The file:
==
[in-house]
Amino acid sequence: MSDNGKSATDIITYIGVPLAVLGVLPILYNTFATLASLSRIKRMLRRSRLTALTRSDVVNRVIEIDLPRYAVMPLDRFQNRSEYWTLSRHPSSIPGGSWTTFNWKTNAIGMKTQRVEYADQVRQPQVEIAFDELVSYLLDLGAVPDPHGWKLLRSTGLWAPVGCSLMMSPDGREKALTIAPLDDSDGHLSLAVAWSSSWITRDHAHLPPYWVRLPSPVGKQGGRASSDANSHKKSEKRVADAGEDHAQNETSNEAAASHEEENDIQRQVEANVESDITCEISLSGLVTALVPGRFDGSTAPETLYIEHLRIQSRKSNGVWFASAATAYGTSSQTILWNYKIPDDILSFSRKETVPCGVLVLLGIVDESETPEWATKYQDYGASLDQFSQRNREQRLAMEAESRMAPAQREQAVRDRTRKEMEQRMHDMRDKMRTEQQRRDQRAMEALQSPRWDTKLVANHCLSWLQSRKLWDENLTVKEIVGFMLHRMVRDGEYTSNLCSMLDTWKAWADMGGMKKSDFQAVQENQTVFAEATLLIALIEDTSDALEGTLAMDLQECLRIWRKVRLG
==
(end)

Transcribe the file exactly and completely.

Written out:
[in-house]
Amino acid sequence: MSDNGKSATDIITYIGVPLAVLGVLPILYNTFATLASLSRIKRMLRRSRLTALTRSDVVNRVIEIDLPRYAVMPLDRFQNRSEYWTLSRHPSSIPGGSWTTFNWKTNAIGMKTQRVEYADQVRQPQVEIAFDELVSYLLDLGAVPDPHGWKLLRSTGLWAPVGCSLMMSPDGREKALTIAPLDDSDGHLSLAVAWSSSWITRDHAHLPPYWVRLPSPVGKQGGRASSDANSHKKSEKRVADAGEDHAQNETSNEAAASHEEENDIQRQVEANVESDITCEISLSGLVTALVPGRFDGSTAPETLYIEHLRIQSRKSNGVWFASAATAYGTSSQTILWNYKIPDDILSFSRKETVPCGVLVLLGIVDESETPEWATKYQDYGASLDQFSQRNREQRLAMEAESRMAPAQREQAVRDRTRKEMEQRMHDMRDKMRTEQQRRDQRAMEALQSPRWDTKLVANHCLSWLQSRKLWDENLTVKEIVGFMLHRMVRDGEYTSNLCSMLDTWKAWADMGGMKKSDFQAVQENQTVFAEATLLIALIEDTSDALEGTLAMDLQECLRIWRKVRLG